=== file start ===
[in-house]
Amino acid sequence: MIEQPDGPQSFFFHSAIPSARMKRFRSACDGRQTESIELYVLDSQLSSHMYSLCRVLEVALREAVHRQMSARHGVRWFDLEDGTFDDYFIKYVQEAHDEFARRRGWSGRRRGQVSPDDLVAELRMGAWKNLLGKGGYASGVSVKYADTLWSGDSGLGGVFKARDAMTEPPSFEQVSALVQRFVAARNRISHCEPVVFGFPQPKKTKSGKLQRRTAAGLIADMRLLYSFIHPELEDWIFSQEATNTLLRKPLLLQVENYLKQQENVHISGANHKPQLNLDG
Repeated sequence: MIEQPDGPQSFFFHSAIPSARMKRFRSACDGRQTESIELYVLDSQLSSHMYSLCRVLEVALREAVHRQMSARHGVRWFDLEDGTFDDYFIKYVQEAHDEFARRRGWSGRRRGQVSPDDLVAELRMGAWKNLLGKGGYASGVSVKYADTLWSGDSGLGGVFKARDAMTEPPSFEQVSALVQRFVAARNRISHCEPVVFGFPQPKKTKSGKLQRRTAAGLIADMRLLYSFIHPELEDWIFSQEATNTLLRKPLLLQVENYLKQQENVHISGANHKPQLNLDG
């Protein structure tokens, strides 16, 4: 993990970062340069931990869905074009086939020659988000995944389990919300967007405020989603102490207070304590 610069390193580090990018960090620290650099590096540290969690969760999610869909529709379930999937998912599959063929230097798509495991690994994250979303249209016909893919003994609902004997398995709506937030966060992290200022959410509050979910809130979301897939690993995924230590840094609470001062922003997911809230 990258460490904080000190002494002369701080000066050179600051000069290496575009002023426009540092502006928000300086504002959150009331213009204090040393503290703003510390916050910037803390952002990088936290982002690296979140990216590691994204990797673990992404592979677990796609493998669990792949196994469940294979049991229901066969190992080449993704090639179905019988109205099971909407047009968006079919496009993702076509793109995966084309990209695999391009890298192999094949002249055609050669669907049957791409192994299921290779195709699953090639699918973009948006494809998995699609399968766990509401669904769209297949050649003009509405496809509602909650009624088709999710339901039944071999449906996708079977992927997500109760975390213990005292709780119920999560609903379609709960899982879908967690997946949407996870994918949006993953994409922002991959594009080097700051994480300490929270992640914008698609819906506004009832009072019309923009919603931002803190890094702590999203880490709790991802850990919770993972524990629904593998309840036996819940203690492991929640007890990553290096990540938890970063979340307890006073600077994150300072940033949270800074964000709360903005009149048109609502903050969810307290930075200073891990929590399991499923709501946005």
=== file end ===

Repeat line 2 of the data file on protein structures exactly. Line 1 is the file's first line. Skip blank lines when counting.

Amino acid sequence: MIEQPDGPQSFFFHSAIPSARMKRFRSACDGRQTESIELYVLDSQLSSHMYSLCRVLEVALREAVHRQMSARHGVRWFDLEDGTFDDYFIKYVQEAHDEFARRRGWSGRRRGQVSPDDLVAELRMGAWKNLLGKGGYASGVSVKYADTLWSGDSGLGGVFKARDAMTEPPSFEQVSALVQRFVAARNRISHCEPVVFGFPQPKKTKSGKLQRRTAAGLIADMRLLYSFIHPELEDWIFSQEATNTLLRKPLLLQVENYLKQQENVHISGANHKPQLNLDG